However, after entering my 2nd trimester and realizing the nauseousness wasn’t going to last, I decided to start digging further into the possibility that my diet could also be playing a role in the TOS. Although we don’t tend to eat that far off of the Whole30® program, mostly it’s the hidden sugars & preservatives in things like bacon, condiments, & seasonings that get us, I knew there were tweaks that I could do to hopefully encourage the deep internal cleansing that the program promises. I learned that it was very practical to eat Whole30®during pregnancy as long as I ate enough carbohydrates (starchy vegetables & fruit) & healthy fat to make up for the calories I may miss by eating slightly less protein than I typically do. And because I would be eating all whole foods—unprocessed and without added preservatives & sugar—I would be feeding myself and my baby the most nutritious foods. In fact, Whole30® is now preparing to launch a whole series called Healthy Mama, Happy Baby focused on educating women on how to follow a Whole30® approach during pregnancy and breastfeeding, so I knew there was evidence that this plan was safe and could potentially make me feel a whole lot better during the rest of my pregnancy.
Progress so far
I’m 9 days in and it sure hasn’t been easy; some days are better than others, but the past few days have been really difficult for me. I can clearly see that our connection to food and eating is so much emotional & habitual rather than eating for actual hunger. Although, I do still have a snack between meals to keep my calories up and avoid losing any more weight (no snacking is one of the guidelines of the program). Yes, I do know that I was losing weight, (which is a side effect of Whole30®, but NOT the goal of the program) because when you are pregnant, you have regular check-ups so weighing is inevitable (if you’re not familiar with the program, one of the rules is that you CANNOT weigh yourself throughout the 30 days). My husband is back working days, so I naturally turn to my regular habits when it’s just my son and me at home, which often would include a bit of dark chocolate or sweet after lunch, then usually some crackers and cheese or something similar for a snack when he woke from his nap. I generally make sure he has a protein and carbohydrate at each snack, but I’ll admit that his carbohydrates haven’t been the best options, and that I had often fallen into the habit of sharing with him—we’re talking quick, easy, goldfish, oatmeal squares, Ritz crackers…you get the picture. Unfortunately we haven’t cut him off completely from those snacks yet, but I can say that I am not indulging with him.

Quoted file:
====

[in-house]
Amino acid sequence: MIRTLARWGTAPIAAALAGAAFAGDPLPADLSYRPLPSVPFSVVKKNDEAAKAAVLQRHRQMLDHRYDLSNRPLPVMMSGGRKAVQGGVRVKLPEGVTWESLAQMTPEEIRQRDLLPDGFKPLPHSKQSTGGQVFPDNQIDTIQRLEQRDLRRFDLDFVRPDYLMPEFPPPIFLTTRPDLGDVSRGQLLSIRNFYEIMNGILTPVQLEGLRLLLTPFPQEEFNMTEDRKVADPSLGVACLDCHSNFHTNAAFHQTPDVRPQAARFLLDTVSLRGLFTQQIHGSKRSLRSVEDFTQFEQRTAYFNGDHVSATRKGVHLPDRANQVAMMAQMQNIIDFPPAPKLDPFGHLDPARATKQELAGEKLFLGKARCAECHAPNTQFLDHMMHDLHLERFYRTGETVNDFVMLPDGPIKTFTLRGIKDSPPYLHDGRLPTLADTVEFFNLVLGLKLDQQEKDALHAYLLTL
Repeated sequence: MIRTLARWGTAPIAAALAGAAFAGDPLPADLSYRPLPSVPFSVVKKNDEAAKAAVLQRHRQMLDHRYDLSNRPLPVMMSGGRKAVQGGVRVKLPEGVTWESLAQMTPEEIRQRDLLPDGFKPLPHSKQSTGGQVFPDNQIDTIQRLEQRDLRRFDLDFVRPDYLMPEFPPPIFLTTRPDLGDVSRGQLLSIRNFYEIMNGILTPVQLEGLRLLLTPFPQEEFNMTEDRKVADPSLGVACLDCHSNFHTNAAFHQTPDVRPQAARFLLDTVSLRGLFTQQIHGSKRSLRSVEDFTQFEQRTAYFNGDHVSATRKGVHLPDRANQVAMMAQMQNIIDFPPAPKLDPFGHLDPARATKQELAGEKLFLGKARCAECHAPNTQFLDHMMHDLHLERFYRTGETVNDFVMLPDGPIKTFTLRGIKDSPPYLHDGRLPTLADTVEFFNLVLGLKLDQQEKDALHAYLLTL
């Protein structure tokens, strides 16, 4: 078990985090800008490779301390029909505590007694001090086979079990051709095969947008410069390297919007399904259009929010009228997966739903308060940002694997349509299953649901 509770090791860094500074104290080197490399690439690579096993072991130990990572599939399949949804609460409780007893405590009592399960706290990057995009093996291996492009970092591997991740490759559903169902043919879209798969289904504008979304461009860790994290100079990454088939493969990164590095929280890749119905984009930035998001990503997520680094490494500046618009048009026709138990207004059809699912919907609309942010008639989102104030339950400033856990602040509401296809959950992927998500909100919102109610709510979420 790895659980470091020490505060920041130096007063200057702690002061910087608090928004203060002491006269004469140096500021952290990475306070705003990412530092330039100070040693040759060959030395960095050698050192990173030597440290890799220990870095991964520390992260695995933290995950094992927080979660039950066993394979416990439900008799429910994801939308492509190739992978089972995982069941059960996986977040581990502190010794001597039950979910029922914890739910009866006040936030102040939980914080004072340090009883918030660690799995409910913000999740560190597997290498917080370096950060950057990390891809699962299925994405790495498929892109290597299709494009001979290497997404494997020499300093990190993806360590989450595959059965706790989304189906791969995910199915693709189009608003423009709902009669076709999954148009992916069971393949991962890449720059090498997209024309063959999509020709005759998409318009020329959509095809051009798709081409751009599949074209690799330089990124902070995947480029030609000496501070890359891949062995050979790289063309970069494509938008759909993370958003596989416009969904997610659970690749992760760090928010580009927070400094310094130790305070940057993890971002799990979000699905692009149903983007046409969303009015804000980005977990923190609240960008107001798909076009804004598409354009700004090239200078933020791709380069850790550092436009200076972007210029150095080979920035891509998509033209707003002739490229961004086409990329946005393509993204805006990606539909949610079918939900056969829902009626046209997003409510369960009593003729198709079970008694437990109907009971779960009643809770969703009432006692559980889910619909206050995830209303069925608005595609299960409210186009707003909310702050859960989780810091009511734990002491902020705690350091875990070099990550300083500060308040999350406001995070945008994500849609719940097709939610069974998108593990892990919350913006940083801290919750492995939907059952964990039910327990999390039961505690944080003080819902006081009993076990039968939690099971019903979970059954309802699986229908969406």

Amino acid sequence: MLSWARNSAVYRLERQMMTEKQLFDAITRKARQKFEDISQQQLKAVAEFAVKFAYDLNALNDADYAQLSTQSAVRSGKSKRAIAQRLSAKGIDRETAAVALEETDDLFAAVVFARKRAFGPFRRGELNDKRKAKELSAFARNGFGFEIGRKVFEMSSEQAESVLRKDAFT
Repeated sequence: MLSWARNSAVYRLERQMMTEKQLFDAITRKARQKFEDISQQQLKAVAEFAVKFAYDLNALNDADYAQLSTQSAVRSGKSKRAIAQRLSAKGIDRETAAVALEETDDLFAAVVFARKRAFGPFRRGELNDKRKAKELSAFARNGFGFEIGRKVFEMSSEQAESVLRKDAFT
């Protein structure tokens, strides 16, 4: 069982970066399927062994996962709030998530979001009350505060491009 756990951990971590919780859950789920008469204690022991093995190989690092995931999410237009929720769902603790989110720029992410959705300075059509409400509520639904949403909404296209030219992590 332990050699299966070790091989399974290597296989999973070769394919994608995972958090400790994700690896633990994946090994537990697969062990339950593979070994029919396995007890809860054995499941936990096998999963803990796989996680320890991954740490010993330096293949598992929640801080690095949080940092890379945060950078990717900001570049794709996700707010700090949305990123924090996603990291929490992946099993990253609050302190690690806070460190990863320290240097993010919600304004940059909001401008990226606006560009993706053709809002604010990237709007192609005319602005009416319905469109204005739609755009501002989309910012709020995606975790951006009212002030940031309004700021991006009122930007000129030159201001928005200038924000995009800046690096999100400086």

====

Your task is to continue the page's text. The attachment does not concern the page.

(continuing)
Food is emotional & habitual
My other realization that food is so habitual and emotional came last weekend when I traveled with my son to my parent’s home about 2 ½ hours away. Upon beginning our car ride, I really wanted to stop and grab a coffee or drink to enjoy at some point on the ride and possibly even some of those unhealthy snacks you can grab quick at a gas station, but I resisted the urge. And arriving at my parent’s home was no easier. Now, I knew I was going to be there for only a few hours before heading back home, so it wasn’t as difficult as it could have been had I been staying for a whole weekend. But naturally, I wanted to fall back into eating the comfort food/snacks that my mom tends to have on hand—cookies, chips, wine, beer (oh wait…I’m pregnant…I guess I would have skipped out on that anyway;)), crackers, etc. Good news—I didn’t give in. Now had that been this week, it may be a different story. It was all so new last week that of course I didn’t want to quit what I had just started, but this week is proving to be much more difficult mentally. My mom and I ended up throwing together a wonderfully Whole30® compliant meal with foods she had on hand and we went on our way—safely leaving the danger zone.
What’s to come
I know I’ll face another challenge in a couple weeks when we head to Chicago to visit family, see a new nephew and celebrate another nephew’s birthday, but I’ll cross that bridge when I get there. It is going to be hard to do a Chicago trip without Jamba Juice (it’s typically a daily stop when we are out there). And it may take longer than 30 days to see a change in my TOS from altering my diet, but at least I can see how making these minor diet modifications has the potential to alter how I feel throughout the rest of my pregnancy.